Several options control how the generated C code appears on the standard
output. Two C functions are generated. They are called
in_word_set, although you may modify their names with a command-line
option. Both functions require two arguments, a string,
str, and a length parameter,
int len. Their default
function prototypes are as follows:
By default, the generated
hashfunction returns an integer value created by adding len to several user-specified str byte positions indexed into an associated values table stored in a local static array. The associated values table is constructed internally by
gperfand later output as a static local C array called ‘hash_table’. The relevant selected positions (i.e. indices into str) are specified via the ‘-k’ option when running
gperf, as detailed in the Options section below (see Options).
If str is in the keyword set, returns a pointer to that keyword. More exactly, if the option ‘-t’ (or, equivalently, the ‘%struct-type’ declaration) was given, it returns a pointer to the matching keyword's structure. Otherwise it returns
If the option ‘-c’ (or, equivalently, the ‘%compare-strncmp’ declaration) is not used, str must be a NUL terminated string of exactly length len. If ‘-c’ (or, equivalently, the ‘%compare-strncmp’ declaration) is used, str must simply be an array of len bytes and does not need to be NUL terminated.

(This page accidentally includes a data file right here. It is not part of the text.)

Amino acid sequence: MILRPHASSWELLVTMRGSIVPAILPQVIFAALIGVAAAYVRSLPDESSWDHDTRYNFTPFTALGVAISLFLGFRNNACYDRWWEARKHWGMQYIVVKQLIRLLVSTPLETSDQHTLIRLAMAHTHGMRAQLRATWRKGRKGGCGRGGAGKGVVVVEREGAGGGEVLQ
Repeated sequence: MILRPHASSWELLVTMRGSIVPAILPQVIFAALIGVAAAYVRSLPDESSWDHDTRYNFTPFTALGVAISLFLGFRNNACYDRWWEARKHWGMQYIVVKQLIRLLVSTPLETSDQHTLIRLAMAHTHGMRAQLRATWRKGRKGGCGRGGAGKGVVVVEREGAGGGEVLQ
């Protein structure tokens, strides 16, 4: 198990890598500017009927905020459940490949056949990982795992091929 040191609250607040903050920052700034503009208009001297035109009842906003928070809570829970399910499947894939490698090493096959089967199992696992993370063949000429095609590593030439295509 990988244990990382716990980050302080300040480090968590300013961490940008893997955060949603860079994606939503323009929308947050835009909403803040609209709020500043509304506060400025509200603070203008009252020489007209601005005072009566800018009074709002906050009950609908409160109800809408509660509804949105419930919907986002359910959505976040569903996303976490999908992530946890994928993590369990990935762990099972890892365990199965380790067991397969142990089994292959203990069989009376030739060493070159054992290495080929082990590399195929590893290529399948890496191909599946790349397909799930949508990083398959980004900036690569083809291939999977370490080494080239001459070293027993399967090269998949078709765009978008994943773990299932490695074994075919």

The code generated for these two functions is affected by the following options:
switchstatement rather than use a large, (and potentially sparse) static array. Although the exact time and space savings of this approach vary according to your C compiler's degree of optimization, this method often results in smaller and faster code.
If the ‘-t’ and ‘-S’ options (or, equivalently, the
‘%struct-type’ and ‘%switch’ declarations) are omitted, the default
is to generate a
char * array containing the keywords, together with
additional empty strings used for padding the array. By experimenting
with the various input and output options, and timing the resulting C
code, you can determine the best option choices for different keyword